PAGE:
By Athlete's Care on March 14, 2023
But, that advice often comes when some damage has already occurred. Prevention, as they say, is better than a cure.
Here are some tips on how to maintain healthy joints over a lifetime.
Healthy joints will keep you mobile as you age, and maintain your quality of life. It can’t be emphasized enough that protecting your joints is crucial to healthy living and aging.
If you are experiencing any problems with any joint, or have related questions, don’t hesitate to contact one of our Toronto physiotherapy, chiropractic and sports medicine clinics today for a consultation.
By Athlete's Care on February 16, 2023
Regular exercise is so positive for our bodies and minds, some would even call it “aging in reverse.”
Canada’s Physical Activity Guide recommends 150 minutes of moderate to intense exercise per week. Yet how many of us actually achieve that? There are some folks out there, busier than most, who meet these requirements. How do they do it? The research says they may have these initial motivating factors as their purpose for starting exercise programs. These factors help them stay on the metaphorical "wagon," and attend their planned sweat session.
Researchers at the University of Rochester provided initial "Motivation for Physical Activity Measure" questionnaires to students signing up at a fitness facility, and repeated those questionnaires after each workout for one month. They found that those who initially reported that they enjoyed the activity they were partaking in, adhered to the program, and had longer workouts!
Interestingly, students who initially had an itch to pursue a challenge/sport or add a new skill to their repertoire, also stuck to their month-long program.
This one is not a surprise - the social atmosphere of an exercise was enough to get students to stick to their month-long fitness. Perhaps the people we meet in such environments are like-minded, linked to us by a common thread, and therefore we like them, pushing us to attend. Or that we'd not just be letting ourselves down if we stopped attending, we'd be letting them down too! Birds of a feather do flock together…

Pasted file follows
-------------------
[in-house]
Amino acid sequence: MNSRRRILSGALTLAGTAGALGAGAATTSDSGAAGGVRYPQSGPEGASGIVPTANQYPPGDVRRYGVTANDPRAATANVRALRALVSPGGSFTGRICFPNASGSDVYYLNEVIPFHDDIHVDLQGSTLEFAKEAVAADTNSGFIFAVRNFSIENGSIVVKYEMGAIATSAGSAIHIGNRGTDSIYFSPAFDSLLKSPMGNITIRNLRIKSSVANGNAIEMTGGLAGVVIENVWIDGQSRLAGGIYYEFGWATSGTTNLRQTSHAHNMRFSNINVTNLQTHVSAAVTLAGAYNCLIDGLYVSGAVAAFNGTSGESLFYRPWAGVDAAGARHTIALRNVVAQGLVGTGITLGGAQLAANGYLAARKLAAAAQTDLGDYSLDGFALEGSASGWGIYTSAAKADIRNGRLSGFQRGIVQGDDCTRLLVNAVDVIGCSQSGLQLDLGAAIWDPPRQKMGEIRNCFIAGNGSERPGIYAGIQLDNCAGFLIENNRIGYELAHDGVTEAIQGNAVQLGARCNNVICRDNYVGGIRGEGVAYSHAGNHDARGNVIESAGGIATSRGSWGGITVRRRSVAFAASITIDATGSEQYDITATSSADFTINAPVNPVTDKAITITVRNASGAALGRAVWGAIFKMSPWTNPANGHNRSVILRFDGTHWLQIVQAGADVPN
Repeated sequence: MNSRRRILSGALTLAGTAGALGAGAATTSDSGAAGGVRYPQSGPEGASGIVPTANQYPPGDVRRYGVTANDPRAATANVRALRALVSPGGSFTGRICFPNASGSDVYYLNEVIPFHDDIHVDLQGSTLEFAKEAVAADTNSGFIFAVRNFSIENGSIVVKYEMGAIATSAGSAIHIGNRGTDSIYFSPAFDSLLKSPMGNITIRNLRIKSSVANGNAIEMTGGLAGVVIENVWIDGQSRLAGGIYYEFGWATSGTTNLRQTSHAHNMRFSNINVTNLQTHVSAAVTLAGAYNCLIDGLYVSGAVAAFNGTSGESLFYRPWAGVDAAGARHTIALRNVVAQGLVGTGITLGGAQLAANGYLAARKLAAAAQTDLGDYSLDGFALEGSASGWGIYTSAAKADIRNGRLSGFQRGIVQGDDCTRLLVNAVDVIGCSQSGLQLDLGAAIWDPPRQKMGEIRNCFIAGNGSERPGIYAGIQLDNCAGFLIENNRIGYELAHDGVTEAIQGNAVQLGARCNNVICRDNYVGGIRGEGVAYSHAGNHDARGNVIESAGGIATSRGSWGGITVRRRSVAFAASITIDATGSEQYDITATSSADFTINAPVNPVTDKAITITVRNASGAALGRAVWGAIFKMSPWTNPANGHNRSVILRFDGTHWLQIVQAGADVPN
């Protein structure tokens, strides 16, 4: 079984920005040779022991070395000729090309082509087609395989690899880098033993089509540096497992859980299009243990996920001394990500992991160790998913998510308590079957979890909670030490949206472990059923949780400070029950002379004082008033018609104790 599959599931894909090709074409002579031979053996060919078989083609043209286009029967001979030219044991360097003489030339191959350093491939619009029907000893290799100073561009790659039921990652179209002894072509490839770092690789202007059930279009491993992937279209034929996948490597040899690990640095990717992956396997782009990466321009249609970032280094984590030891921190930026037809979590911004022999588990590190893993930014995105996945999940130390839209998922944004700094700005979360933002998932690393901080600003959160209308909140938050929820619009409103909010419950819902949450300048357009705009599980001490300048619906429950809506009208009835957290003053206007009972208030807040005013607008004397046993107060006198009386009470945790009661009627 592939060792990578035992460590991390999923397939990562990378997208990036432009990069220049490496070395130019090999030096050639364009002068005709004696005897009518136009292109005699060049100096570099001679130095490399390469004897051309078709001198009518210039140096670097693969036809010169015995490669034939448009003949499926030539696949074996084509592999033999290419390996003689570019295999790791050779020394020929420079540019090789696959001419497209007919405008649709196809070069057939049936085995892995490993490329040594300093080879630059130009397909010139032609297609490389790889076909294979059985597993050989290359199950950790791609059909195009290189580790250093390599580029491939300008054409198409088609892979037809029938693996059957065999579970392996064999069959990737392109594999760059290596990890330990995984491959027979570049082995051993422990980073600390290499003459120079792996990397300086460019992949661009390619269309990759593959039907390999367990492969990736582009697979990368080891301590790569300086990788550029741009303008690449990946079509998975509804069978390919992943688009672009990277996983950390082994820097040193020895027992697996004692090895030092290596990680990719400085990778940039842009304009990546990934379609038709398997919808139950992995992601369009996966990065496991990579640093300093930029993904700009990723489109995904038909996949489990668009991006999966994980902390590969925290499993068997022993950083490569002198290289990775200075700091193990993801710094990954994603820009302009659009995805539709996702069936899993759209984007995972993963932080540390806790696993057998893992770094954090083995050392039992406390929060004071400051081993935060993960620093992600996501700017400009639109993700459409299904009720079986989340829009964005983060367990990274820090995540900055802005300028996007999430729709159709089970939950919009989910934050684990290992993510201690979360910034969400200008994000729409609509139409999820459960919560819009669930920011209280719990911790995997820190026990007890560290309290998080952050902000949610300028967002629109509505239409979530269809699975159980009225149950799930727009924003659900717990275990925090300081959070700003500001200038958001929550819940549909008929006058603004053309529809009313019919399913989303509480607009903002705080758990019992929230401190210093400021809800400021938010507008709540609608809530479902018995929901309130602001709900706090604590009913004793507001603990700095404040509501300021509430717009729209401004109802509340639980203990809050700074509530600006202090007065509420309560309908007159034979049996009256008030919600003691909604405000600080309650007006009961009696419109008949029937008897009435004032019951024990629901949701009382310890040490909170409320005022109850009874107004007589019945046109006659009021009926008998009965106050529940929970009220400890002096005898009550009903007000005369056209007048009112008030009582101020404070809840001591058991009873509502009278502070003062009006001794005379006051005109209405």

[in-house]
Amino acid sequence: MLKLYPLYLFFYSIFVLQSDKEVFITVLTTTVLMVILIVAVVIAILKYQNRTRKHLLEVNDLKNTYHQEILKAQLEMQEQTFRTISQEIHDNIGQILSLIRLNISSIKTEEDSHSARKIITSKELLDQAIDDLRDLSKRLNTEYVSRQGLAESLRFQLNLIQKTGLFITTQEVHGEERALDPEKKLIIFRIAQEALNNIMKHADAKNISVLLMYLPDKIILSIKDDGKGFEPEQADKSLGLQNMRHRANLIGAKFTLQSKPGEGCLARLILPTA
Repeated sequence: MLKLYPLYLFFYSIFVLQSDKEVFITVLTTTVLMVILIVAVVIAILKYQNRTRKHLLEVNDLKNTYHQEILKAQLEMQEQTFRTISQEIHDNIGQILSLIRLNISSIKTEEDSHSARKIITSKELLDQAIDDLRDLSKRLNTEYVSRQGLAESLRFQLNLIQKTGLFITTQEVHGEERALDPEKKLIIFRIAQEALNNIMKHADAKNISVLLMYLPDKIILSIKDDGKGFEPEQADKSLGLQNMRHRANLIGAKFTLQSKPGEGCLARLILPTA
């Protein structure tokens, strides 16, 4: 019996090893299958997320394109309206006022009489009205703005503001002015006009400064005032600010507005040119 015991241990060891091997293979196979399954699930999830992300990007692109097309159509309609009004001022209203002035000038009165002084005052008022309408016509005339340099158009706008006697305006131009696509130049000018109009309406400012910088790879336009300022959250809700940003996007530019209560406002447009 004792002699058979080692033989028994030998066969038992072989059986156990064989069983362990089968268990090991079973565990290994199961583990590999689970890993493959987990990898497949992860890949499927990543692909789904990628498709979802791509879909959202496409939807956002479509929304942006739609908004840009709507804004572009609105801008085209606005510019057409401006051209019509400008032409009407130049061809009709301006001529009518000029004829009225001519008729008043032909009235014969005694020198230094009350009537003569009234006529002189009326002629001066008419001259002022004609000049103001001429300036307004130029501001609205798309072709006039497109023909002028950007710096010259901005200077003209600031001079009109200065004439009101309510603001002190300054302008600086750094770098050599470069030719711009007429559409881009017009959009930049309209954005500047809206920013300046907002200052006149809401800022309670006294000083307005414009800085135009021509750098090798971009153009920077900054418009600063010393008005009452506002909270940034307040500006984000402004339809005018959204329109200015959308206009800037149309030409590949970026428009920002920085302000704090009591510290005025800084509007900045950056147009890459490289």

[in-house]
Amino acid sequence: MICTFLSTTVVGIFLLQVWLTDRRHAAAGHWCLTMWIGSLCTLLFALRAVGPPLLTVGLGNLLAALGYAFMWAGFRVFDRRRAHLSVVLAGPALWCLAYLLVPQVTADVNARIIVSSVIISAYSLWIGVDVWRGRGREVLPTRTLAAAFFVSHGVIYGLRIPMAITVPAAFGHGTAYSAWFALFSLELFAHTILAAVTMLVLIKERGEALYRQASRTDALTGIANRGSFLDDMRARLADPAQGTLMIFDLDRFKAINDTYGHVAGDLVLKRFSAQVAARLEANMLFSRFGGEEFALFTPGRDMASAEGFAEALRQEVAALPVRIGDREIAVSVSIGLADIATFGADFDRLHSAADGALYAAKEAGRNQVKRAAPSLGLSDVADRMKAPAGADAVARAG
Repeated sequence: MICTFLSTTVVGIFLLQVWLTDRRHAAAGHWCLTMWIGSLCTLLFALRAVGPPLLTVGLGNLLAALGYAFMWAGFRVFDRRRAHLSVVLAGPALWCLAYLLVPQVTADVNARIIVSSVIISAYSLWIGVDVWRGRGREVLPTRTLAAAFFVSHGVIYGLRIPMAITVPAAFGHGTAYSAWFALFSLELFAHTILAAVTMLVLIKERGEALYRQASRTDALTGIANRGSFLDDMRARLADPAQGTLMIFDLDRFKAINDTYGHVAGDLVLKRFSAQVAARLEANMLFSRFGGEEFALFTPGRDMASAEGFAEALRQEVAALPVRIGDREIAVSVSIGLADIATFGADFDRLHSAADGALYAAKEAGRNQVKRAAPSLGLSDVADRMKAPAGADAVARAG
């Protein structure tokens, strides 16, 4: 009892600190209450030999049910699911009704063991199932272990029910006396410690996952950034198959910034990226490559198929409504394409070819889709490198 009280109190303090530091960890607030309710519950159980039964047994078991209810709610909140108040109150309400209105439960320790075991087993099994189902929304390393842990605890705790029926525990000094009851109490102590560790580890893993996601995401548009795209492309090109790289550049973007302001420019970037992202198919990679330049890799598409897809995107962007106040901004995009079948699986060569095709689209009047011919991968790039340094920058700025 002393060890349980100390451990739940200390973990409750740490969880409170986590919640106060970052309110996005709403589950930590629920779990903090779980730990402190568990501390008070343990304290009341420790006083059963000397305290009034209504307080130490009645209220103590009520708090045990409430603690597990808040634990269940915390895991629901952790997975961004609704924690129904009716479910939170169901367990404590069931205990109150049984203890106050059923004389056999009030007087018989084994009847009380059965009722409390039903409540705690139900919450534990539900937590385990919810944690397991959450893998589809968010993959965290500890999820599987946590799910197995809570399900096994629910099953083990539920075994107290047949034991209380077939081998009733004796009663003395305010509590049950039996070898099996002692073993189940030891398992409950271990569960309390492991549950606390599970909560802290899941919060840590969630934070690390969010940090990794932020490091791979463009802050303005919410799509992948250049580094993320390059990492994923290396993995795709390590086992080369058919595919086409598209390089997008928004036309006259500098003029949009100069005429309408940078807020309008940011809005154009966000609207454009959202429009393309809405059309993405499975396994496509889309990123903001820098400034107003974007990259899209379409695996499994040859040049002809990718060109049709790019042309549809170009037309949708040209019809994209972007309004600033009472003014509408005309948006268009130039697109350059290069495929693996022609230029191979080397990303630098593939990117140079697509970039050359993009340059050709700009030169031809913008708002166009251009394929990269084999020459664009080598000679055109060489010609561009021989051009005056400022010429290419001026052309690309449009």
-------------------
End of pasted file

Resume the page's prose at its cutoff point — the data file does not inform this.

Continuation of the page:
To start, make a detailed schedule of your week and physically write or type in the 30 minutes you have to exercise, 2 or 3 times (realistically). Try not to schedule it during traditionally busy times, as when you’re doing dinner prep, or putting the kids to bed. Reevaluate at the end of that week and adjust as needed. If it’s in your schedule, you will at least give it a good look.
The Shocker: The usual motives used to get ourselves in shape: Fat loss, Muscle gains, Maintenance of cardiovascular health, were not as positively associated to adherence or attendance for the gym fitness program in the study. However, most did include these reasons for joining the gym in the first place. Researchers reasoned that as body-related motives (appearance, health & fitness) were extrinsic in nature, meaning they were used to gain rewards separate from the behaviour itself (exercise), they were not sufficient to drive a person to adhere to a program. Rather, it was the intrinsic motives such as enjoyment, challenge, and social engagement, that linked to attendance. Intrinsic motives are related to the satisfaction one gains from participating in the activity. And scheduling that activity in your busy week ensures it is set as “important,” and not something you can ignore.
Although exercise motivation is multifaceted and involves much more than the 3 positive motives above, it is a great start to learning how to get your family, clients, or yourself more active. If you want to lose weight, or lower your high blood pressure (both body-related, extrinsic motives), choose an activity that you like, for example, tennis (enjoyment); make it fun by grabbing a tennis partner (social), and get excited to knowing you'll be learning a new skill (an overhand serve). Then schedule it in your calendar to boost its importance in your week. Try it, and you'll be happy you did.
Ensure the exercise program is gradual and suitable for your level. If you run into any trouble (the too-much-too-soon) phenomenon, don’t hesitate to book a chiropractic session to learn do’s/don’t and how to return to that exercise program with grace - and STICK it!